Bledsoe Brace Systems. . . . . . . . . . . . . . . 1617 2601 Pinewood Dr., Grand Prairie, TX 75051 972-647-0884 • www.bledsoebrace.com Categories: Braces & Supports Board of Certification . . . . . . . . . . . . . . . . . 820 4223 S. 143rd Cir., Omaha, NE 68137 402-559-0091 • www.bocatc.org Categories: Educational Materials Body Support Systems, Inc. . . . . . . . . . . . 1712 1040 Benson Way, Ashland, OR 97520 800-448-2400 • www.bodysupport.com Categories: Massage Products, Rehab Equipment, Trainer’s Room Bodyblade / Hymanson, Inc. . . . . . . . . . . . 1826 PO Box 5100, Playa Del Rey, CA 90296 800-772-5233 • www.bodyblade.com Categories: Rehab Equipment, Strength Training & Cardio Equip. Borden Perlman . . . . . . . . . . . . . . . . . . . . . 1732 2850 Brunswick Pike, Lawrenceville, NJ 08648 609-896-3434 • www.bordenperlman.com Categories: Insurance Brace International . . . . . . . . . . . . . . . . . . . TBD Brace International offers the MAX™, a major advancement in the design of shoulder girdle supports. P.O. Box 19752, Atlanta, GA 30325 800-545-1161 • www.braceint.com Categories: Braces & Supports See ad on page 42

Find product info on page 67

Bradford Health Services . . . . . . . . . . . . . 2221 2101 Magnolia Ave. S., Ste. 518 Birmingham, AL 35205 800-217-2849 • www.bradfordhealth.com Categories: Educational Materials Brecon Knitting . . . . . . . . . . . . . . . . . . . . . . 840 PO Box 478, Talladega, AL 35161 800-841-2821 • www.breconknittingmill.com Categories: Athletic Equipment/Apparel, Trainer’s Room BREG, Inc.. . . . . . . . . . . . . . . . . . . . . . . . . . 1908 2611 Commerce Way, Vista, CA 92083 800-321-0607 • www.breg.com Categories: Braces & Supports, Hot & Cold Treatment NATA Booth No. 2123

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Circle No. 156 ATHLETICBID.COM


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Circle No. 157

NATA Booth No. 808


Break Faster! Jump Higher! © 2006 NZ MFG LLC, Tallmadge, OH T&C0605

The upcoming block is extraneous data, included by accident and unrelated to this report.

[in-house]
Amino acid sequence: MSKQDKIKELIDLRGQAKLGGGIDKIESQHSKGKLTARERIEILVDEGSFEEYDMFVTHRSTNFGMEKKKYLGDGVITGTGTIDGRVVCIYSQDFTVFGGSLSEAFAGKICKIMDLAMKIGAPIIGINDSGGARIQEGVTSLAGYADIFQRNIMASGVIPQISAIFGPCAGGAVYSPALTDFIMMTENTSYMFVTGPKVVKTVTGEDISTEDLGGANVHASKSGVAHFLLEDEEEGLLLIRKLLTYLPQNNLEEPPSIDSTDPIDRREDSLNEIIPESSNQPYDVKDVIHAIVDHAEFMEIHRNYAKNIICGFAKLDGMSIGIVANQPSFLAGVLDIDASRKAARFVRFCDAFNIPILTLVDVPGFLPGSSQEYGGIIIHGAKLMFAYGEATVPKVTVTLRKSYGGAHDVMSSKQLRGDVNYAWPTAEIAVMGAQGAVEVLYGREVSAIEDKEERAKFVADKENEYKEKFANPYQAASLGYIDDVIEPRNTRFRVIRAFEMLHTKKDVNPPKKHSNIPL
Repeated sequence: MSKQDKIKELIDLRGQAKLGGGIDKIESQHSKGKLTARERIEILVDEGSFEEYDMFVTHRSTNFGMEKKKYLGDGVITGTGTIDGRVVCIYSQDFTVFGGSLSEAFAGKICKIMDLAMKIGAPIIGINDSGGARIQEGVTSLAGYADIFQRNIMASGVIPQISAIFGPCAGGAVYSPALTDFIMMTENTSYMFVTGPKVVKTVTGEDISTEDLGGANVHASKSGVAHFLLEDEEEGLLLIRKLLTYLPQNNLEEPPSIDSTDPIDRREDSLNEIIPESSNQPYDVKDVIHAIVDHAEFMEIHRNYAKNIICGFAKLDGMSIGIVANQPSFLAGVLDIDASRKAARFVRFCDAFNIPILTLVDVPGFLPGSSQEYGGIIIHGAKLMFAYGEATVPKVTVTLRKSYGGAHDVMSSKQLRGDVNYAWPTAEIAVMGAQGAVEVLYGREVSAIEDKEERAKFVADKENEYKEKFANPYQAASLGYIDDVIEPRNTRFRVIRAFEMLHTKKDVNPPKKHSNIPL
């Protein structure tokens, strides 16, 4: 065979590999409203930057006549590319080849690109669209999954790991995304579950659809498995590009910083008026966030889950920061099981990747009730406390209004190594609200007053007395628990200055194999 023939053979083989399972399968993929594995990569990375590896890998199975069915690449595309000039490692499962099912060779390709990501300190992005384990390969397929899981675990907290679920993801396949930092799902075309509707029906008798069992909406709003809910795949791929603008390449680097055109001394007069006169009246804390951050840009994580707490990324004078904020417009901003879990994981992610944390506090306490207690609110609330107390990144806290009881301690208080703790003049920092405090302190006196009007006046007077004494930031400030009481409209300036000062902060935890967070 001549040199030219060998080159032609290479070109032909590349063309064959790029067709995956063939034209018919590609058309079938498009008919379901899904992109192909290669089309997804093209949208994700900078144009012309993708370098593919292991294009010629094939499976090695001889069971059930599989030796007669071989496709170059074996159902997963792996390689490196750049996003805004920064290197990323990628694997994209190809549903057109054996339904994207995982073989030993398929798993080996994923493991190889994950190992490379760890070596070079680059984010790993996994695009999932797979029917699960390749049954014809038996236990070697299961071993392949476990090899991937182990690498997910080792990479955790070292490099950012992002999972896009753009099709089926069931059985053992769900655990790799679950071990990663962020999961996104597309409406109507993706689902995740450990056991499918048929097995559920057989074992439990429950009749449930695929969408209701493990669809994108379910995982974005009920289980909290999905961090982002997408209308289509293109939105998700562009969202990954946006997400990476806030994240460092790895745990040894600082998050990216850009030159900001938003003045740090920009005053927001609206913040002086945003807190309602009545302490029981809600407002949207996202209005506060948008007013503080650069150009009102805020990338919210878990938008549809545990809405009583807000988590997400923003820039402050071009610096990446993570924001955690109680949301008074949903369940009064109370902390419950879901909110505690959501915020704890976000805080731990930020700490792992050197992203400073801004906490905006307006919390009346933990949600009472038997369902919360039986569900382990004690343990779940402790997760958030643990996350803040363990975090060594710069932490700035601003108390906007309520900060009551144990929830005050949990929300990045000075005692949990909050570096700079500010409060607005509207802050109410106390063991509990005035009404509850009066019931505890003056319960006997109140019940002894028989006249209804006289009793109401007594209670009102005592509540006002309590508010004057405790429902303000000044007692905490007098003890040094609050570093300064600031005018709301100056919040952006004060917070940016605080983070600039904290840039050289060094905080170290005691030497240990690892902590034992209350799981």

Tu r f C o r d z

TM

Pr o C o r dz

High-level resistance training products with the safety & reliability pro athletes demand! TurfCordz are distributed by M-F Athletic Co.

800-556-7464 • www.performbetter.com Circle No. 191

Company Booth BSN-Jobst, Inc. . . . . . . . . . . . . . . . . . . . . . 1733 Manufacturer of sports medicine, wound, vascular and skin care products. 5825 Carnegie Blvd., Charlotte, NC 28209-4633 800-221-7573 • www.jobst-usa.com Categories: Trainer’s Room See ad on page 62

Find product info on page 73

BTE Technologies, Inc.. . . . . . . . . . . . . . . . 1616 7455 L New Ridge Rd., Hanover, MD 21076 800-331-8845 • www.btetech.com Categories: Rehab Equipment, Strength Training & Cardio Equip. Cardiac Science Corp. . . . . . . . . . . . . . . . . 2121 3303 Monte Villa Pkwy., Bothell, WA 98021 800-426-0337 • www.cardiacscience.com Categories: Trainer’s Room Chattanooga Group . . . . . . . . . . . . . . . . . . 1008 4717 Adams Road, Hixson, TN 37343 800-592-7329 • www.chattgroup.com Categories: Electrotherapy, Hot & Cold Treatment, Rehab Equipment, Trainer’s Room Cleenfreek Sports Hygiene Performance Equipment . . . . . . . . . . . . . . . . . . . . . . . . . 2120 1248 Ticonderoga, St. Louis, MO 63017 800-591-3585 • www.cleenfreek.com Categories: Trainer’s Room Coca-Cola North America . . . . . . . . . . . . . . 732 One Coca-Cola Plaza, Atlanta, GA 30313 800-438-2653 • www.powerade.com Categories: Nutrition Collegiate Pacific/Sports Cool . . . . . . . . . 1141 13950 Senlac Dr., Ste. 100 , Dallas, TX 75234 512-731-9100 • www.cpacsports.com Categories: Heat Stress Collins Sports Medicine . . . . . . . . . . . . . . 1809 370 Paramount Dr., Raynham, MA 02767 508-580-2825 • www.collinssportsmedicine.com Categories: Rehab Equipment, Trainer’s Room Computer Sports Medicine, Inc. (CSMI) . . 1121 101 Tosca Dr., Stoughton, MA 02072 800-359-6851 • www.csmisolutions.com Categories: Rehab Equipment, Trainer’s Room Coretection Products . . . . . . . . . . . . . . . . 2013 877-853-CORE • www.coretection.com Categories: Athletic Equipment/Apparel Corganics . . . . . . . . . . . . . . . . . . . . . . . . . . 2122 25 Highland Park Village, # 100-764, Dallas, TX 75052-2789 866-939-9541 • www.corganics.com Categories: Trainer’s Room Cramer Products, Inc. . . . . . . . . . . . . . . . . 1506 Athletic training room and sports medicine supplies 3/27/06 3:44:36 PM 153 W. Warren; P.O. Box 1001, Gardner, KS 66030 800-345-2231 • www.cramersportsmed.com Categories: Braces & Supports, Educational Materials, Hot & Cold Treatment, Trainer’s Room See ad inside front cover Find product info on page 72,73